Tuesday 5 June 2007

Chinese Stock Market Bubble Deflates a Little

There have been numerous posts on the "Chinese Bubble" on this blog such as:
China's Stock market - "how does it work"?
Who is REALLY inflating the "Chinese Stock market Bubble"?
"Bursting Chinese Bubble" - a contagion effect?

The first of these even includes my predictions of what would happen for all to judge.

The last week or so and seen the first signs that investors are beginning to hit the panic button or as we call it in the west the "puke point". This is when markets have fallen to such an extent that fear really takes over.

Remember though, the stock market could fall over 60% and still be around the same level it was a year ago.

The third post above argues why there will be NO or very little contagion effect. So far, so good.

However, we should look at what has happened recently. For one, the introduction of stamp duty (which was tripled last Tuesday) was a wake up call and a trigger.

The stock market fell 8.3% yesterday with the cumulative losses amounting to $40bn since the stamp duty affair.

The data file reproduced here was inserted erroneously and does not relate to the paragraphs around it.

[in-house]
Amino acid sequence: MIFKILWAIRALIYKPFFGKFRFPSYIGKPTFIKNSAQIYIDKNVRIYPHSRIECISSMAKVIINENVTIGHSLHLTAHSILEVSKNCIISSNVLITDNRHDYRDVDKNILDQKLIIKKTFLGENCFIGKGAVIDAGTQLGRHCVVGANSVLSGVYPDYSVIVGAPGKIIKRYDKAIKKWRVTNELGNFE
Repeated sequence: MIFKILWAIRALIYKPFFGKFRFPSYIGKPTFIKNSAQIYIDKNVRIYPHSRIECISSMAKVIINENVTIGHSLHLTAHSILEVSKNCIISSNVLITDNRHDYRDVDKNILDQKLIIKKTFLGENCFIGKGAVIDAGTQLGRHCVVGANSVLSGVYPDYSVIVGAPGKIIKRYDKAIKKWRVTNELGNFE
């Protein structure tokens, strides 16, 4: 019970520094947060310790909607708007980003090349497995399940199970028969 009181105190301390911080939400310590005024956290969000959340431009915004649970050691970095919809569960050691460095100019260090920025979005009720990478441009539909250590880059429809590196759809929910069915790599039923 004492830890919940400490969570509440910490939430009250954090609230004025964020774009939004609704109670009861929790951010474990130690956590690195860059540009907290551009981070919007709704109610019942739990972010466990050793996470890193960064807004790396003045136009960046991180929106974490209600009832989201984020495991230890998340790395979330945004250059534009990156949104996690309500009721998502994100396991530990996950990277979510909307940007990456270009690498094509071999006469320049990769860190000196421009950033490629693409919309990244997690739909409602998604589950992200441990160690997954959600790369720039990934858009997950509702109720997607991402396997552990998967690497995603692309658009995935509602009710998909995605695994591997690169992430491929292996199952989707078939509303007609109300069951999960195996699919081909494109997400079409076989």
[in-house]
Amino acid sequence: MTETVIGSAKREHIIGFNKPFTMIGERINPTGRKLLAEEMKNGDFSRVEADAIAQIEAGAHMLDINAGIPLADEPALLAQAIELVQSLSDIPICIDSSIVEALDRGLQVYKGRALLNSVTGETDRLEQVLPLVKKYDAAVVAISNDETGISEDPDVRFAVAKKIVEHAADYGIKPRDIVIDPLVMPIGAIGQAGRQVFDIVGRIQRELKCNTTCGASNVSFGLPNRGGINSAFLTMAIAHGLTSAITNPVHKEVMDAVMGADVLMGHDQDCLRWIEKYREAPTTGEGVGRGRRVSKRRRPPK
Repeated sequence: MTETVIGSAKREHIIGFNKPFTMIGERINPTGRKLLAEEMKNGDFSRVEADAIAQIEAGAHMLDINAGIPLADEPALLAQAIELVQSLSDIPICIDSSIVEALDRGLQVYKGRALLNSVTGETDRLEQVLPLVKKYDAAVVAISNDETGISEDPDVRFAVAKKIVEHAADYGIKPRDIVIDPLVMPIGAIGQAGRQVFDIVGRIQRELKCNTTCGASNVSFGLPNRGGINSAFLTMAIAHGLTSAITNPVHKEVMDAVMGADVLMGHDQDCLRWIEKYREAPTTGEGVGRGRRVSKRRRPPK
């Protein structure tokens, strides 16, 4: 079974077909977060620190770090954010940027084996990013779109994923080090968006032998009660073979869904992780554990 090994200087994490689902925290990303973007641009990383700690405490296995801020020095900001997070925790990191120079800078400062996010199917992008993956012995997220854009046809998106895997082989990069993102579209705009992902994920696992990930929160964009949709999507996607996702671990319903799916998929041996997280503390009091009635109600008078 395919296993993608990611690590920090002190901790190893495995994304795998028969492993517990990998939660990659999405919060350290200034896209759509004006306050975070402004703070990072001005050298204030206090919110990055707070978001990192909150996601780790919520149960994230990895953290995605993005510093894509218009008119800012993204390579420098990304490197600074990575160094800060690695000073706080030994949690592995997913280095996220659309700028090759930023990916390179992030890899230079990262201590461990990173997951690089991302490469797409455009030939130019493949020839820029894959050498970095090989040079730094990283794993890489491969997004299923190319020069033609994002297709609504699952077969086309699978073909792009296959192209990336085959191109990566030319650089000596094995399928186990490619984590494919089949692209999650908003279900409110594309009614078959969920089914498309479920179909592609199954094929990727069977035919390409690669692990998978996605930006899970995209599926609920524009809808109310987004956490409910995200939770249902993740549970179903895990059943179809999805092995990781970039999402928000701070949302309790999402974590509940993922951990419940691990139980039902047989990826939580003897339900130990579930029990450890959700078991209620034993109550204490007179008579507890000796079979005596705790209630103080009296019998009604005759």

The first signs of panic selling in China began last Wednesday after the government trebled the stamp duty on share trading. The market has now fallen 15 per cent from its high last Tuesday to close at 3,670 points yesterday.
[FT leader]
So will the current fall lead to a full scale "pop". There are argument both ways. Yesterday many stocks did fall by their full daily limit suggesting further falls to come.

However, we now need to consider the political fallout from a crash.

Many stock market bulls would argue that the Chinese government will not let the market crash and will buy up stock using its vast reserves. This would effectively put in place an artificial floor to the market.
The government has a history of market interference owing to its concerns that share price volatility could lead to social unrest involving angry investors.

The country's three official securities newspapers carried editorials yesterday arguing that the market trend was positive and the tax increase was aimed only at speculative investors.

The government's propaganda officials routinely order the media to run articles and reports that support policy initiatives.

China also has excessive liquidity - the money must go somewhere.

The Chinese economy is still growing strongly and is on a relatively sound footing.

Still, stocks are overvalued and a correction is likely. However, I suspect we will see another upturn before the really big one.

The final point relates to post 2 above - who really owns Chinese stocks - more digging is required here.

Some references:

China correction [LEX FT]

Attempts to reassure investors fail to halt slide in China's shares [FT front page]

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